I do agree that removing features after the fact is kind of sketchy from an ethical standpoint, I chalk most of this up to early adopter costs.

Bottom line....I have no complaints - yet.

+1 Mark

I would add that I would not pay any upgrade cost for a basic gps position map system. Most all tablets and phones come with that for free. They also draw a path to your destination.

Turn by turn and off line maps are worthy of extra cost..... if they are well done. Tesla's is not from the reports I have read. Hopefully 4.5 fixes that.

I also agree with Mark K in particular the point about not blocking the ability of 3rd parties to develop applications such as Turn by Turn as available on smartphones at zero cost...

Too many people are getting hung up on thinking non-tech buyers want this feature for free. We would be more than happy to purchase a Nav-Upgrade software pack for our non-tech cars. For many of us, the $3750 price tag of the tech package was just too steep, when the only feature we wanted from it was Navigation. I would be first in line to pay $100 to add the Nav software to my non-tech Model S.

I have already heard rumours of an App Store functionality for the Model S. So, it is very possible that this option will become a reality. That day can't come soon enough for me.

@Mark K

I'm a little confused by your comment that TM disabled position display. Sudre stated that they disabled ROUTE display (which other non-tech purchasers said they never had in the first place). But if TM disabled the position (location) icon on its Maps app, then I have misunderstood several of the posts here. Is that what you mean?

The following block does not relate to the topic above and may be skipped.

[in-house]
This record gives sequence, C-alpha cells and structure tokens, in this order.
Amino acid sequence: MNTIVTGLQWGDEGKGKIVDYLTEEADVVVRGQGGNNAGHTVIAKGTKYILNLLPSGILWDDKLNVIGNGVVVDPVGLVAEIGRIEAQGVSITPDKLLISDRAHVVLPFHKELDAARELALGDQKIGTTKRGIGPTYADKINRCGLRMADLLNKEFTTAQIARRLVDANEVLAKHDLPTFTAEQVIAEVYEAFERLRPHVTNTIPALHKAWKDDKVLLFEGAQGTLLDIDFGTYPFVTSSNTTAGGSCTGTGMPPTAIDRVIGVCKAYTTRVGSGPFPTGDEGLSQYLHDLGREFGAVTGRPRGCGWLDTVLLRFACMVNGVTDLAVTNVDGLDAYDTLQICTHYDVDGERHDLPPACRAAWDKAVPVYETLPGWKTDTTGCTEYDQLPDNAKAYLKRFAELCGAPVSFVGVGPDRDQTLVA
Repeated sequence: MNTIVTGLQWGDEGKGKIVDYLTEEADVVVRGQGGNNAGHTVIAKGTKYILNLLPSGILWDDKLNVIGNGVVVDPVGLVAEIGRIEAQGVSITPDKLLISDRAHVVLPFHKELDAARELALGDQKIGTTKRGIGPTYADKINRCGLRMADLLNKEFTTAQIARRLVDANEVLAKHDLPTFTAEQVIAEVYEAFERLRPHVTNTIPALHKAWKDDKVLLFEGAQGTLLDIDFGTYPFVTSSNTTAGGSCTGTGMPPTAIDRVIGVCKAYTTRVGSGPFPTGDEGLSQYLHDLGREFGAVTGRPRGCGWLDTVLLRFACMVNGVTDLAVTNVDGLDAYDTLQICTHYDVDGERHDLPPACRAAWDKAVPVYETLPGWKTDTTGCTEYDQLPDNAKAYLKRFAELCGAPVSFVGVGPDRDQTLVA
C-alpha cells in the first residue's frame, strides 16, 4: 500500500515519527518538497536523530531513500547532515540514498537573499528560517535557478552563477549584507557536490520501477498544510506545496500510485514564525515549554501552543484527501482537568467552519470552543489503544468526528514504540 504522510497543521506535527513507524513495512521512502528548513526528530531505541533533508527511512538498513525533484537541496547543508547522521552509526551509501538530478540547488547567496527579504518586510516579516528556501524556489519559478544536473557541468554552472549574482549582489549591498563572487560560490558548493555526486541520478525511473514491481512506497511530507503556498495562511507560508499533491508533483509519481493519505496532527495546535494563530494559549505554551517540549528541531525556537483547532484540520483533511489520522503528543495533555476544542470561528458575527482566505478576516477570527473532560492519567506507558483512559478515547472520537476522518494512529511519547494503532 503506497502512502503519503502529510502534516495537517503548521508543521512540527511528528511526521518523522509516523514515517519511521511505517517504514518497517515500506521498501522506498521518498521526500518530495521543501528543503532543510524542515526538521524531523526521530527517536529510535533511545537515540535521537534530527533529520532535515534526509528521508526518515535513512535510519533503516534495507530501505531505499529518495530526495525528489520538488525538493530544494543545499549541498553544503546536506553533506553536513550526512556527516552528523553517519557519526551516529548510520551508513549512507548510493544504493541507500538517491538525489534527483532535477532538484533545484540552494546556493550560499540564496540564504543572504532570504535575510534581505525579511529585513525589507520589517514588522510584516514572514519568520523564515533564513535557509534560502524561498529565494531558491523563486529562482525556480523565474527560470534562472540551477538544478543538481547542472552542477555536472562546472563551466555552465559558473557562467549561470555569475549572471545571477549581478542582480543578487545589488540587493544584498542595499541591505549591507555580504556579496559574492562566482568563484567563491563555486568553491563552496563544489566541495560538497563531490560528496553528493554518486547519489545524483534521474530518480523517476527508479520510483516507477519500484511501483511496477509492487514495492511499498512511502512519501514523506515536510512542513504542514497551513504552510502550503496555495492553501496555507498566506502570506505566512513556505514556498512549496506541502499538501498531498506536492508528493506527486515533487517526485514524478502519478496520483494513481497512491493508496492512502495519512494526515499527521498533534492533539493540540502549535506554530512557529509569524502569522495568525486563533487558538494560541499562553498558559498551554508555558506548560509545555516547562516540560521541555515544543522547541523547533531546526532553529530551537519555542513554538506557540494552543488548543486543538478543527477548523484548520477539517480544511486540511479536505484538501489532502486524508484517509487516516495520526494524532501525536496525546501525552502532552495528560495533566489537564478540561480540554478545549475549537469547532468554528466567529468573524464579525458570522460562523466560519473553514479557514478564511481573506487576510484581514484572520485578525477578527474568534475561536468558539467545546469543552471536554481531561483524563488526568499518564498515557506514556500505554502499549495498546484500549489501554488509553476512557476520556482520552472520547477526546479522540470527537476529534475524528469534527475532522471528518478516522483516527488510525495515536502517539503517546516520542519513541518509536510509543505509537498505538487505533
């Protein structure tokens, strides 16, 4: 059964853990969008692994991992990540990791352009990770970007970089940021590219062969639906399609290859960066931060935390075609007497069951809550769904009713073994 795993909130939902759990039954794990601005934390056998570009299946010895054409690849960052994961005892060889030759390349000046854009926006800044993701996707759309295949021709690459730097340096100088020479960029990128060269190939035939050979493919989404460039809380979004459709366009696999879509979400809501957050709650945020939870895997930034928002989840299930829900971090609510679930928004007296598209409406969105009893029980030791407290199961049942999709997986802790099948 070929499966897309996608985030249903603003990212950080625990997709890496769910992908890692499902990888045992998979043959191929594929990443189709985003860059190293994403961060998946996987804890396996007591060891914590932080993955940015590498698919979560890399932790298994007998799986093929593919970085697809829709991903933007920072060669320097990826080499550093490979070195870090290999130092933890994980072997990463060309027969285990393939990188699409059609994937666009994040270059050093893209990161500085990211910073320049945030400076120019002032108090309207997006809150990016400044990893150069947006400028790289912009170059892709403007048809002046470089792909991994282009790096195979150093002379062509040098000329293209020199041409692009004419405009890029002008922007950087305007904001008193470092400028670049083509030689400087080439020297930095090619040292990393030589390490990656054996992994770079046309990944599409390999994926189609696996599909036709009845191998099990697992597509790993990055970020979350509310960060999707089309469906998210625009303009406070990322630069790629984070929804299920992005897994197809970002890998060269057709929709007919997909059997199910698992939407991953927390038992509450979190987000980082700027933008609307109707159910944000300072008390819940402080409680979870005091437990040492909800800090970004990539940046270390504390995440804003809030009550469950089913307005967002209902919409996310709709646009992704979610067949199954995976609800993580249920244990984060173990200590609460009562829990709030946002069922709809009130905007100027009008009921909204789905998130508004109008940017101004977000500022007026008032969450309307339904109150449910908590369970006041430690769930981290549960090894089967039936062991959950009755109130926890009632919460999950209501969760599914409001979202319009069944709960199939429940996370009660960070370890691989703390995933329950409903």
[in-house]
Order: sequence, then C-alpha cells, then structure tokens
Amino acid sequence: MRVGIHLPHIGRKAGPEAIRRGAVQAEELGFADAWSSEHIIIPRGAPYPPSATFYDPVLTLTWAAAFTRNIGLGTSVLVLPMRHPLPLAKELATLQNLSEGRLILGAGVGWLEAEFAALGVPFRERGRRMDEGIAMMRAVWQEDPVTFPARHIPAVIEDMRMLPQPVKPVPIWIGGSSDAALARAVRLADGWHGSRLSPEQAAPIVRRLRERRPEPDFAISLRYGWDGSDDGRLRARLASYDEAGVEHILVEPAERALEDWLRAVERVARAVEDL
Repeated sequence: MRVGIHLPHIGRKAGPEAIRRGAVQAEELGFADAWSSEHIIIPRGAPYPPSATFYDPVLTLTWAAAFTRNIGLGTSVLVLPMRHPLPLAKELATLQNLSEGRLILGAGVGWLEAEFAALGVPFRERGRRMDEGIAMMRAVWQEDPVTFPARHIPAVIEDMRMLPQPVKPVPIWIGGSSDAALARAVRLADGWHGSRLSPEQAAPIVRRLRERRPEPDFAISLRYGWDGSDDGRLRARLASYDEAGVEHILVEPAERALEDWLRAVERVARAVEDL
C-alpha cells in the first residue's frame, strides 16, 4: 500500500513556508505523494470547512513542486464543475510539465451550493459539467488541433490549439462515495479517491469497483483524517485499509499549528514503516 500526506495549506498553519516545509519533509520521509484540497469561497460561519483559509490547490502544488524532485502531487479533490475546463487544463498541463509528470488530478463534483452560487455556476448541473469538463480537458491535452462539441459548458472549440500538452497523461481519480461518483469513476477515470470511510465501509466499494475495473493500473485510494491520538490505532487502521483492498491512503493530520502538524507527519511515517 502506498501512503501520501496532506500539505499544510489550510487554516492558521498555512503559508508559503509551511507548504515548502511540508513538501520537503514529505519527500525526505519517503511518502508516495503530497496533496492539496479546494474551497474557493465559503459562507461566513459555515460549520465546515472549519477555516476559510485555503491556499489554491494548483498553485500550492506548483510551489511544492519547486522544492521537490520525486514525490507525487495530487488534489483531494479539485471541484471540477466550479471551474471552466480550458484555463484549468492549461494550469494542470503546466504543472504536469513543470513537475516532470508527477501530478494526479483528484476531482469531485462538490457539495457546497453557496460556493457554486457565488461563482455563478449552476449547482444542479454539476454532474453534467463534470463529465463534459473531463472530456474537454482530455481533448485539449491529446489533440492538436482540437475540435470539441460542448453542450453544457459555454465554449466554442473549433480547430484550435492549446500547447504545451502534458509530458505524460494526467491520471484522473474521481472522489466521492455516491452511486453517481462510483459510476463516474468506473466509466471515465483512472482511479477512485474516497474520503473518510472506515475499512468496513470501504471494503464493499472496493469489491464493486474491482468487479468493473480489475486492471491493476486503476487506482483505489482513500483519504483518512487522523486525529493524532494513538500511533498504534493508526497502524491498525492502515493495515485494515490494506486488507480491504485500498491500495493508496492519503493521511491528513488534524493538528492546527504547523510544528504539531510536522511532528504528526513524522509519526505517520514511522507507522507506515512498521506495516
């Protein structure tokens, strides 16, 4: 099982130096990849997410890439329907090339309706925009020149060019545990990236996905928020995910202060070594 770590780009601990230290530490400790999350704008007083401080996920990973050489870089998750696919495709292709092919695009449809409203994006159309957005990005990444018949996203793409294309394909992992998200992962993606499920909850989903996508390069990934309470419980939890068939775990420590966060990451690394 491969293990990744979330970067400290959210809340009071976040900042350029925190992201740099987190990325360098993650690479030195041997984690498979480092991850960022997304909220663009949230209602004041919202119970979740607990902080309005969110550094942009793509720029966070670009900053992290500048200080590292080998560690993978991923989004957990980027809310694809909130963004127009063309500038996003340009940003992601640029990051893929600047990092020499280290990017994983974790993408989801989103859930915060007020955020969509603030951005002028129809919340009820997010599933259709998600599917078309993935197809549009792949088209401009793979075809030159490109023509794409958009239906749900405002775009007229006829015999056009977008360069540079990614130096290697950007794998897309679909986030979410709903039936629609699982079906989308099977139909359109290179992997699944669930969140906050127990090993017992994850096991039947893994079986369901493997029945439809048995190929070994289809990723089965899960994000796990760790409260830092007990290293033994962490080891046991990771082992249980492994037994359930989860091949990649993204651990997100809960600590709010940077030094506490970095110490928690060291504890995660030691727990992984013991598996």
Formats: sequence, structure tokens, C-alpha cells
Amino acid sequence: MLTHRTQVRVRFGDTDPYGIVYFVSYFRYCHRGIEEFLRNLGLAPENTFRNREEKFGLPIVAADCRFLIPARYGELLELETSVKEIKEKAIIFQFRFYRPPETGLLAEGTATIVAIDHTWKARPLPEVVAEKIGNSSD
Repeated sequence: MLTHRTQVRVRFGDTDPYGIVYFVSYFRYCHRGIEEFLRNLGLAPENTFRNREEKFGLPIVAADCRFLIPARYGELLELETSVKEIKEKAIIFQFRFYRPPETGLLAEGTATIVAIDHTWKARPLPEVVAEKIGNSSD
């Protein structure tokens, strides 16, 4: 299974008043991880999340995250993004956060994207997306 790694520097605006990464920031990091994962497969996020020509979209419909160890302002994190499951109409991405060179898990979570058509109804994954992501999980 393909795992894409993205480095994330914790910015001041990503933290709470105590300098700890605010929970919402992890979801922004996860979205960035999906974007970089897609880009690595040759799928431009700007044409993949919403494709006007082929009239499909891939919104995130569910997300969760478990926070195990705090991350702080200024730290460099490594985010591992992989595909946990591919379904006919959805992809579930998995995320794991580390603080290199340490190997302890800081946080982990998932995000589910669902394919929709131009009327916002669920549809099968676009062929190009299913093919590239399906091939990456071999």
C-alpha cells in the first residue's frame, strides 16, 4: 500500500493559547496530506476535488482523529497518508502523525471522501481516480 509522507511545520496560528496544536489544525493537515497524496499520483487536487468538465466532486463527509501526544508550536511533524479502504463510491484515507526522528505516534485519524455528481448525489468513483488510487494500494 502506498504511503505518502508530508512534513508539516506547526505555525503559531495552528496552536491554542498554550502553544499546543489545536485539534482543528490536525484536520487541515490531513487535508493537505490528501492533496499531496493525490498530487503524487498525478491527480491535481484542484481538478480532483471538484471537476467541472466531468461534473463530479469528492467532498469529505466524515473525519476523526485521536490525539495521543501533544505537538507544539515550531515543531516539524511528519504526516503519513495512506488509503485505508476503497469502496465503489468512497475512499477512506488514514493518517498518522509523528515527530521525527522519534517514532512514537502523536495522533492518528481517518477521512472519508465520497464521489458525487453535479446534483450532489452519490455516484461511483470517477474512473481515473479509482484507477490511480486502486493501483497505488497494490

For people without the tech package, all Tesla has to do is enable the web browser to know the location that the car already has. Then the many many many free web based routing systems can use it.

Google, waze, etc.

I'm sure they blocked it for the obvious reason to convince people to buy the tech package.

DouglasR the map position is still shown on the Tesla map. The browser however has no access to this information like every single other tablet or phone ever created. That means when I am in a new spot for a hike or stopping at a restaurant I can not post my location on Facebook with ease. Browser online apps have no way of knowing your position which eliminates a lot of things outside of mapping.

Plugshare, useless
Recargo, useless
the list goes on and on.

@Sudre_ - Yes, I absolutely agree with you on this. And it would be much cheaper for TM to do than, for example, providing full navigation, because there is no licensing involved.

We have the tech package and unless I don't understand how it works, do not think our Model S has onboard maps, at least on the 17" screen's NAV app. We live in a sketchy wireless phone service area, and often have large blocks of the map go blank because the system cannot download the maps on a real time basis.

There does not appear to be anything onboard to fill in the mapping gaps. I am also surprised by how old the Google maps data can be - we have a property on a four year old road that still does not exist in Google maps, including for nav search or on the graphic map and satellite views. Am I not understanding something?